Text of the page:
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Dark Energy Survey Verifies Supervoid

The Blanco Telescope in the Andes mountains appearing in front of a vivid black and blue night sky with thousands of bright stars that add an orange golden light on the sky's horizon

Observations for the Dark Energy Survey were carried out, using the Blanco Telescope in the Andes mountains of Chile. Scientists used its data to create a map of dark matter in the region of sky that contains the Eridanus supervoid and CMB Cold Spot. Photo: Reidar Hahn, Fermilab

NCSA-supported research could mean the universe is expanding even faster than expected.

The Dark Energy Survey, a collaborative effort among dozens of institutions worldwide, including NCSA, studies the effect of dark energy on the acceleration of the universe. A recent effort to map the Eridanus supervoid, a massive void in a cosmic web of galaxies near Earth, verifies its existence which could help determine if the universe is expanding faster than expected.

The Dark Energy Survey was designed to be a foundational dataset for dark energy science, and now it has, again, proven to be so for the astronomical community as a whole.

Dr. Robert Gruendl, DES production scientist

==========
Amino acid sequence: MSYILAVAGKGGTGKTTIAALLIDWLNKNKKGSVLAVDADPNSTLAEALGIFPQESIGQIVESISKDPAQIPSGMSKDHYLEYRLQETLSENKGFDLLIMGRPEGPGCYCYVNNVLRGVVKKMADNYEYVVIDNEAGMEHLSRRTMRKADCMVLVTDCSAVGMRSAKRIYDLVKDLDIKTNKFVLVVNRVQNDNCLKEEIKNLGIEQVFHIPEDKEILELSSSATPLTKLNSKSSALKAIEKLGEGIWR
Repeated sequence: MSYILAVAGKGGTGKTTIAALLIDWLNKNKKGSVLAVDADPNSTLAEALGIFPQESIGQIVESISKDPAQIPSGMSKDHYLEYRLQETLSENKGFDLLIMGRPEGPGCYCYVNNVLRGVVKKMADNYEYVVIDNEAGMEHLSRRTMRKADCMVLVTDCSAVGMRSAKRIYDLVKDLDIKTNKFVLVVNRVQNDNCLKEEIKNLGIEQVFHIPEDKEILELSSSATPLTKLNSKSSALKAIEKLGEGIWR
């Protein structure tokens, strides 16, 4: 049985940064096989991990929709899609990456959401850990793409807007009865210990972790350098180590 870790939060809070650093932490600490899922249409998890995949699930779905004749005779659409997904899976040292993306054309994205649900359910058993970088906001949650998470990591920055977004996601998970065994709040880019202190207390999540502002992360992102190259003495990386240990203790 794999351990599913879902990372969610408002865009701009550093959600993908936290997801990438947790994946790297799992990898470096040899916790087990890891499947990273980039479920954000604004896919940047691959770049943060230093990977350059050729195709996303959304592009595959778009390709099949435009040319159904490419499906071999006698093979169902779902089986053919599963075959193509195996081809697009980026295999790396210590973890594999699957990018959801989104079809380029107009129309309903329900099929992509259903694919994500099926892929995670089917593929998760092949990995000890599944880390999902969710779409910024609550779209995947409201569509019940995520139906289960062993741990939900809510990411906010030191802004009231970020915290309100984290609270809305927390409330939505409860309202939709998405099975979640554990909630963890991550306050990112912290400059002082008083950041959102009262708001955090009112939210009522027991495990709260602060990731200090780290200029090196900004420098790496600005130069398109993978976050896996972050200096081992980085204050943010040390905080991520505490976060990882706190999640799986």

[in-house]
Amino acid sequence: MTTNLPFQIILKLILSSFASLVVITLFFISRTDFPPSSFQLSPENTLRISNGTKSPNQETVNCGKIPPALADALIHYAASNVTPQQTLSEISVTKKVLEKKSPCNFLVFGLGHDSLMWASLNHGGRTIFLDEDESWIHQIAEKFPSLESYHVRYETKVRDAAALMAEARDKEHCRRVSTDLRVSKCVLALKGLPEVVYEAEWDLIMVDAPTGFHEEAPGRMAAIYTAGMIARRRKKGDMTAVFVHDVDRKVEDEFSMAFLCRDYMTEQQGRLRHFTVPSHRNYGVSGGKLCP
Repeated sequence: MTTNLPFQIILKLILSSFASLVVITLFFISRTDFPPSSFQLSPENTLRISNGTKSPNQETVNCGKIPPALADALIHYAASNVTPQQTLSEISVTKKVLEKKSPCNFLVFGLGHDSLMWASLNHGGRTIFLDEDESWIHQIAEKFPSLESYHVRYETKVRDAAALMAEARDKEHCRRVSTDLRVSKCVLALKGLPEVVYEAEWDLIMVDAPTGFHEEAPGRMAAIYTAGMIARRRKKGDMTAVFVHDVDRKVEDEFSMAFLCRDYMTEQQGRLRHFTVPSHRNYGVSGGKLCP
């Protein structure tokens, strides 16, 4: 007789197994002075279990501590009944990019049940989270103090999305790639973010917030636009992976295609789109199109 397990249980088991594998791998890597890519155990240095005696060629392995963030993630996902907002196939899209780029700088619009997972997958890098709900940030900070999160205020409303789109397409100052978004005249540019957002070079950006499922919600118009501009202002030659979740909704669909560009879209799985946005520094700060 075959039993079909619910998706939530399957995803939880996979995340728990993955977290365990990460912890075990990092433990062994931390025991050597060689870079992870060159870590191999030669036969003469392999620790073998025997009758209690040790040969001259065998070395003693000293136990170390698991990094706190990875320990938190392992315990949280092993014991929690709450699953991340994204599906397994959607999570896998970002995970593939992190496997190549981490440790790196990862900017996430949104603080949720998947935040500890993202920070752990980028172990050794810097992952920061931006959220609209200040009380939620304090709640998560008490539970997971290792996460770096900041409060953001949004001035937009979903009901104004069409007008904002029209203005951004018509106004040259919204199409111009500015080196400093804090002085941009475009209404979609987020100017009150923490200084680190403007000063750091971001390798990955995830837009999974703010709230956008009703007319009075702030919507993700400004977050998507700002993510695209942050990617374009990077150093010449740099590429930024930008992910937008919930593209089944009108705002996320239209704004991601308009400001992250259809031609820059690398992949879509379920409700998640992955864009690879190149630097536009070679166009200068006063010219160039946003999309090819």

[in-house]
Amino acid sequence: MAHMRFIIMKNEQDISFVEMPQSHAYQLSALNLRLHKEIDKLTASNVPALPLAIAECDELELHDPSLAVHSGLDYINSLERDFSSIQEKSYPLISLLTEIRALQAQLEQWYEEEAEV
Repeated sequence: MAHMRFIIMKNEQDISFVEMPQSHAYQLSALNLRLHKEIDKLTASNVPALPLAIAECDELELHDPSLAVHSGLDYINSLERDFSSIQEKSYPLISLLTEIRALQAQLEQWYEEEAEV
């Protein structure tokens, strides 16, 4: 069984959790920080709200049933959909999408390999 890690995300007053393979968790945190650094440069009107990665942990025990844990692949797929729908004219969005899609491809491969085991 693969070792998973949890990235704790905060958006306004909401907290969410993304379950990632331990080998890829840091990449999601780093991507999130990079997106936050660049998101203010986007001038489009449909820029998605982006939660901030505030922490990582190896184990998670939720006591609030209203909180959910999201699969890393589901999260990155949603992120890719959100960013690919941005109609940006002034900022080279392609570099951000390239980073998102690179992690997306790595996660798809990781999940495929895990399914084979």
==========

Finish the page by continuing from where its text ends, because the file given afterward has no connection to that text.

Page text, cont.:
“This highlights the importance and impact of building robust and state-of-the-art data sets; they enable unique analyses about fundamental and important questions – sometimes questions we hadn’t thought to ask when the original experiment was being designed.” – Joaquin Vieira, DES member and director of CAPS at NCSA

Read the full release from Fermilab here.


The Dark Energy Survey is a collaboration of more than 400 scientists from 25 institutions in seven countries.

Funding for the DES Projects has been provided by the U.S. Department of Energy, the U.S. National Science Foundation, the Ministry of Science and Education of Spain, the Science and Technology Facilities Council of the United Kingdom, the Higher Education Funding Council for England, the National Center for Supercomputing Applications at the University of Illinois at Urbana-Champaign, the Kavli Institute of Cosmological Physics at the University of Chicago, Funding Authority for Funding and Projects in Brazil, Carlos Chagas Filho Foundation for Research Support of the State of Rio de Janeiro, Brazilian National Council for Scientific and Technological Development and the Ministry of Science and Technology, the German Research Foundation and the collaborating institutions in the Dark Energy Survey.


The National Center for Supercomputing Applications at the University of Illinois Urbana-Champaign provides supercomputing, expertise, and advanced digital resources for the nation’s science enterprise. At NCSA, University of Illinois faculty, staff, students and collaborators from around the globe use these resources to address research challenges for the benefit of science and society. NCSA has been advancing many of the world’s industry giants for over 35 years by bringing industry, researchers and students together to solve grand challenges at rapid speed and scale.

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